Over Tor, Google becomes annoying to use, because it frequently subjects searchers to captchas to prove they’re human. But The Duck excels at speed, reliability, and privacy.

4. The Privacy Conscious Wasabi Wallet

http://wasabiukrxmkdgve5kynjztuovbg43uxcbcxn6y2okcrsg7gb6jdmbad.onion
Onion homepage for Wasabi Wallet.

Wasabi Wallet is a Bitcoin wallet that not only hides all your data in the Tor Network but also allows you to ‘join’ your transactions with others to increase your anonymity. This makes it incredibly difficult to find out who you are paying.

The process costs a fee, but unlike with other ‘tumbler’ or ‘mixing’ services, there is no risk that Wasabi or any of its users could scam you out of your coins.

5. Riseup, the anonymous email and chat provider for activists

http://vww6ybal4bd7szmgncyruucpgfkqahzddi37ktceo3ah7ngmcopnpyyd.onion
Onion homepage for Riseup.

Riseup is a volunteer-run email provider for activists around the world.

Founded around 1999 by activists in Seattle, it has since grown to over six million users worldwide. It publishes a newsletter in multiple languages and not only runs Onion services for its website but all its email and chat services.

5. Sci-Hub

http://scihub22266oqcxt.onion/
Onion homepage for Sci-hub.

Sci-Hub is a platform that aims to liberate the world’s scientific knowledge.

Founded by Alexandra Elbakyan of Kazakhstan in 2011, it hosts over 50 million research papers and makes them available for free. This gives underfunded scientific institutions, as well as individuals, unprecedented access to the world’s collective knowledge, something certain to boost humankind’s search for an end to diseases, droughts, and hunger.

6. SecureDrop lets you leak information anonymously

https://secrdrop5wyphb5x.onion/
Onion homepage for SecureDrop.

SecureDrop is software that anybody can install for their local news organization. It makes it easy to let informants securely drop leaked information into an electronic ‘dead mailbox,’ which journalists can later open.

The tool also has a functionality that lets journalists communicate privately with their source. SecureDrop is used by many news organizations, including ProPublica, The Guardian, The Intercept, and The Washington Post. Want to browse through the leaked documents of some of the world’s most feared governments?

7. The actual CIA

ciadotgov4sjwlzihbbgxnqg3xiyrg7so2r2o3lt5wz5ypk4sxyjstad.onion

Onion homepage for the CIA.

Tor has an unlikely history. It was first developed by the U.S. Navy to help informants posted in foreign countries to relay information back safely. In that spirit, the CIA launched an Onion site to help people around the world access its resources securely.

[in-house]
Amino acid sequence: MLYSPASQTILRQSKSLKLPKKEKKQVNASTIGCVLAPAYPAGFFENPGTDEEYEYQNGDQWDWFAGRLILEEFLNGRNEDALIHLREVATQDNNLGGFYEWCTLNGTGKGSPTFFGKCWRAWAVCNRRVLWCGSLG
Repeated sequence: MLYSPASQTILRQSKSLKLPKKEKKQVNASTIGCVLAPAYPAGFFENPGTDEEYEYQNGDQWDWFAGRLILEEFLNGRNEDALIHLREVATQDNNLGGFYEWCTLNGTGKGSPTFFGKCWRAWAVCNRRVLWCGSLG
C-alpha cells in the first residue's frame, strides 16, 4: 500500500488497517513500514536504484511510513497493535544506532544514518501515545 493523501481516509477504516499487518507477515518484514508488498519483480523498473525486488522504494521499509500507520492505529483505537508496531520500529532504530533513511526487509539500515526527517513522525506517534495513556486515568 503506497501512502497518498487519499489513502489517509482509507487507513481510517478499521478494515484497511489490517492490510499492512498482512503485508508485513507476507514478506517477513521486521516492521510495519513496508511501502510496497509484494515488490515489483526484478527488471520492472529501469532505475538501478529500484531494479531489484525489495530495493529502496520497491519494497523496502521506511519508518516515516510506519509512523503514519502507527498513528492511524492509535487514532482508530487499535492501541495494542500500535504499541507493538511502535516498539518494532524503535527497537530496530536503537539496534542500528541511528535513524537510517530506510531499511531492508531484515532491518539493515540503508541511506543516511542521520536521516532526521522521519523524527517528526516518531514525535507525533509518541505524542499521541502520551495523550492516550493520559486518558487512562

8. Keybase is the cryptographic profile link system

http://fncuwbiisyh6ak3i.onion
Onion homepage for Keybase.

Keybase is an exciting identity service that aims to make it easy for you to link the presence of your online identities together in a cryptographic way. You can upload your PGP key, or have the site create one for you, and use it to cryptographically link your Twitter profile, Github account, or Bitcoin address together.

Keybase significantly raises the bar for attackers who want to impersonate you.

9. The Hidden Wiki on .onion

http://zqktlwiuavvvqqt4ybvgvi7tyo4hjl5xgfuvpdf6otjiycgwqbym2qad.onion/wiki/index.php/Main_Page
Onion homepage for the Hidden Wiki.

How do you discover content where search engines cannot reach? Just like in the old days of the internet, the dark web maintains numerous indexes of sites, like The Hidden Wiki.
This community-edited .onion Wikipedia contains a bunch of links to a wide variety of services and sources running on the dark web. Many of those links are defunct, and even more of them link to scams or potentially illegal activities. Click with caution!

It’s the only site in this list that already has the longer, more secure Version 3 onion URL.

So many more great sites

This is ExpressVPN’s list of .onion domains worth a visit, but these are not even the tip of the iceberg. There’s so much content out there (be warned, though, it’s not all good stuff).

We also liked:

The BBC: https://www.bbcnewsv2vjtpsuy.onion/
The New York Times: https://www.nytimes3xbfgragh.onion/
The Pirate Bay: http://uj3wazyk5u4hnvtk.onion/
Démocratie Participative: http://dp742web5fzh674o.onion/

But, we regret to inform you that The Onion does not have an Onion site: https://www.theonion.com/